That's exactly what Unilever has done for the latest in its Unstereotype campaign that aims to eradicate outdated stereotypes in advertising and marketing
Unilever's recent campaigns address stereotypes such as the inattentive father. (via Dove Men+Care)
Unilever has asked its employees to take a DNA test to discover their ancestry in a bid to challenge stereotypes.
As part of the experiment, the Dove owner asked 63 of its top marketing and advertising employees across the UK, US and the Netherlands, as well as its lead agency partners, to take part in an assessment measuring the extent of their prejudices.
They then received classes from University College of London (UCL) psychologists to explore how stereotypes are learned and how to ‘unlearn’ them.
Unilever claims the experiment has reduced unconscious stereotyping by 35% among the execs that took part.
A promotional video for the initiative reveals surprised reactions from the participants, with many making phone calls to loved ones revealing the results.
Aline Santos, Unilever’s EVP of Global Marketing and Chief Diversity & Inclusion Officer, said: “In today’s marketing we are blessed with a wealth of data and technology that can drive efficiency.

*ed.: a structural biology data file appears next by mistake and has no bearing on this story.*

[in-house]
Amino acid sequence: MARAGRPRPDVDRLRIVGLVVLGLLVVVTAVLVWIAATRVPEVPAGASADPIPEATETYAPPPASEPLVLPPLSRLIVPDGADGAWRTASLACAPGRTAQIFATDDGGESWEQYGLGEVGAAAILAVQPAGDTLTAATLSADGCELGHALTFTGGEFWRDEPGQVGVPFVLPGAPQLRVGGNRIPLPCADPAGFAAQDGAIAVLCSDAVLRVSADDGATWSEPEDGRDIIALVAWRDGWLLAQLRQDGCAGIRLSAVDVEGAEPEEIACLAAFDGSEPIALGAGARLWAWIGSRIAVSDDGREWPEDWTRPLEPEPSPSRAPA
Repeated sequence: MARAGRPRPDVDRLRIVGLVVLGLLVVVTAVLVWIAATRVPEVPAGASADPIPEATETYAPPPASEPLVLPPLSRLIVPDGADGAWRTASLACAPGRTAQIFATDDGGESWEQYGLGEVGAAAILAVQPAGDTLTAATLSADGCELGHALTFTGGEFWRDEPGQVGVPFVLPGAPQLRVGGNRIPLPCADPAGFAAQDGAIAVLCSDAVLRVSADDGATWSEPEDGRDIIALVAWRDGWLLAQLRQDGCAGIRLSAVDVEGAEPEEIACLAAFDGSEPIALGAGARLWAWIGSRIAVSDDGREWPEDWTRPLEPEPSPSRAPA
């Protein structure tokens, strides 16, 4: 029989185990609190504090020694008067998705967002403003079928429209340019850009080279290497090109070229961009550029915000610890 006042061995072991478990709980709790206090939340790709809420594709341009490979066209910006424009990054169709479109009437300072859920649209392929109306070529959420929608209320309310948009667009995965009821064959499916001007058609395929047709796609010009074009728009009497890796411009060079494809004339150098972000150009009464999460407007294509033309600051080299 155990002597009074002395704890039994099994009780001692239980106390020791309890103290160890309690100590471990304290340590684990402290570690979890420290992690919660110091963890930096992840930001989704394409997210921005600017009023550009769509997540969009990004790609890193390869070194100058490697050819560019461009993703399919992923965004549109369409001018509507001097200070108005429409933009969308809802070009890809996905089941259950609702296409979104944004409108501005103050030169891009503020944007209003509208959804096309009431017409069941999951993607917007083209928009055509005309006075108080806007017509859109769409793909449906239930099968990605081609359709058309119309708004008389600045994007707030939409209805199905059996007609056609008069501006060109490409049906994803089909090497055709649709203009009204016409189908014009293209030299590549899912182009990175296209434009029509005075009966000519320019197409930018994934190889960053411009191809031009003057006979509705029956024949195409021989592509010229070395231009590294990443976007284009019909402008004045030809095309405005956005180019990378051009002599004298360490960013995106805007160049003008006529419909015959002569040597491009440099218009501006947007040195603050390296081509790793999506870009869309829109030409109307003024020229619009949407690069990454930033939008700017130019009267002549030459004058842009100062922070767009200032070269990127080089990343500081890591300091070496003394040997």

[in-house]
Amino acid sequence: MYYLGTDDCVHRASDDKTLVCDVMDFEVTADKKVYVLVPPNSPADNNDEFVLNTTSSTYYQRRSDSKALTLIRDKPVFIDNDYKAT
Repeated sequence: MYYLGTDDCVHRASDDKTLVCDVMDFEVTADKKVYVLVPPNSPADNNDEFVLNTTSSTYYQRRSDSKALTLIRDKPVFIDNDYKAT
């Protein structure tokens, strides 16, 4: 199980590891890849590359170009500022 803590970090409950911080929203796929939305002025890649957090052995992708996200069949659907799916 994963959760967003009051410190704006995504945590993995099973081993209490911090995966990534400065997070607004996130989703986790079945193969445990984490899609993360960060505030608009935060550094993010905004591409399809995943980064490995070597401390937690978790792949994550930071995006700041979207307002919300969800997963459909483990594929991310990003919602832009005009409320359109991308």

“But that efficiency should never be at the cost of empathy. If we aren’t in the business of understanding humans, we aren’t in business at all.”
Unilever launched its Unstereotype campaign in 2016 with the aim of eradicating sexist advertising, but the consumer goods giant has since expanded the objective to include body image, age and race.
Dr. Lasana Harris, Associate Professor in Experimental Psychology at UCL, who led the workshops, added: “While there are huge genetic similarities common to human beings, what is undeniable is that every single one of us has our own genetic profile.
“Taking people on a journey through their own DNA profile created a moment of reappraisal and, in many cases, that realisation of their ancestry proved to be a great surprise to them.
“Coupled with training on how the brain forms stereotypes, we challenged their perceptions of themselves and, in turn, that of others.”